{¶ 5} Apparently unsuccessful in its attempts to resolve the matter with Stives directly, Wildfire filed a complaint against Stives in Jefferson County Common Pleas Court on June 8, 2006, setting forth claims for theft, conversion, and defamation.   Stives, proceeding pro se, filed an answer on July 10, 2006.   Concerning the theft claim, Stives responded that Wildfire misrepresented the motorcycle and that it was damaged and in an unusable condition when he received it.   He indicated that he was willing to return the motorcycle so long as Wildfire agreed to pay the return shipping, which it apparently refused to do.   In response to Wildfire's claim of conversion, Stives suggested that PayPal and credit cards offer consumers protection when a seller misrepresents their product.   Lastly, Stives essentially offered the defense of truth to Wildfire's claim of defamation.

{¶ 6} The trial court held a preliminary pretrial/scheduling conference on October 10, 2006, and ordered discovery and other pretrial matters.   Wildfire served Stives with interrogatories and requests for admissions to which he apparently did not respond.   On January 24, 2007, Wildfire filed a motion for summary judgment.   Since Stives did not respond to Wildfire's interrogatories and requests for admissions, Wildfire maintained that those matters were deemed admitted and based its motion on those admissions accordingly.   On April 9, 2007, Wildfire also filed a response in opposition to “defendant's” motion for change of venue, although no such motion appears in the record.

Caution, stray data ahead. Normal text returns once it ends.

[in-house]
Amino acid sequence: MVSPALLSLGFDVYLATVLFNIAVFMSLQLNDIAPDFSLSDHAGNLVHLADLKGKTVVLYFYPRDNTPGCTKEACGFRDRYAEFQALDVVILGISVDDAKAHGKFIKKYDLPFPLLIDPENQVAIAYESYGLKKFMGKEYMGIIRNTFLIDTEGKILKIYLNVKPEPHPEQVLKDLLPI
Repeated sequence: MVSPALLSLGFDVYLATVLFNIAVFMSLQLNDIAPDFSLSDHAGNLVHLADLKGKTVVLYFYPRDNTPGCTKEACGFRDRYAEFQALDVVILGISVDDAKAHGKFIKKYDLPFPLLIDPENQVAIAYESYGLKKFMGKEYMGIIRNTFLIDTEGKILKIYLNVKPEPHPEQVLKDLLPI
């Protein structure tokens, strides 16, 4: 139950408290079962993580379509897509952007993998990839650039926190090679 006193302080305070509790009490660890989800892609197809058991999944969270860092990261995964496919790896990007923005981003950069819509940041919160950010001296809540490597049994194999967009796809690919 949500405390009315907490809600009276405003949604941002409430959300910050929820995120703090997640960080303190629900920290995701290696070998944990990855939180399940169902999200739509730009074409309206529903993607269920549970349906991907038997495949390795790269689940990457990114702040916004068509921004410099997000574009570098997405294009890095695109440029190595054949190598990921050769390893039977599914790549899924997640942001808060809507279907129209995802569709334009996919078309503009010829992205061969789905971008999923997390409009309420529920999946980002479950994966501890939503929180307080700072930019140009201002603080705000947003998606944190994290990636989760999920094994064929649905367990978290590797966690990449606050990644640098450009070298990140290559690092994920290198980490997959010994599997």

{¶ 7} On April 10, 2007, the trial court filed an order of dismissal other than on the merits under Civ.R. 41(B)(4).   The trial court prefaced its order as follows:  “[H]aving questioned that it has personal jurisdiction in this matter and having requested of the plaintiff to provide a memorandum of law in regards to the issue.”   This explains Wildfire's April 9, 2007 opposition motion.   Noting that Stives is a Texas resident, the trial court proceeded to examine whether it had personal jurisdiction over him.   The court analyzed the provisions of Ohio's long-arm statute, R.C. 2307.382, and whether exercising jurisdiction over Stives would comply with the due-process requirements of the Fourteenth Amendment to the United States Constitution.   The court concluded that it lacked personal jurisdiction over Stives, reasoning that the transaction between Stives and Wildfire did  not constitute sufficient contacts with Ohio and noted the absence of an ongoing business relationship.   This appeal followed.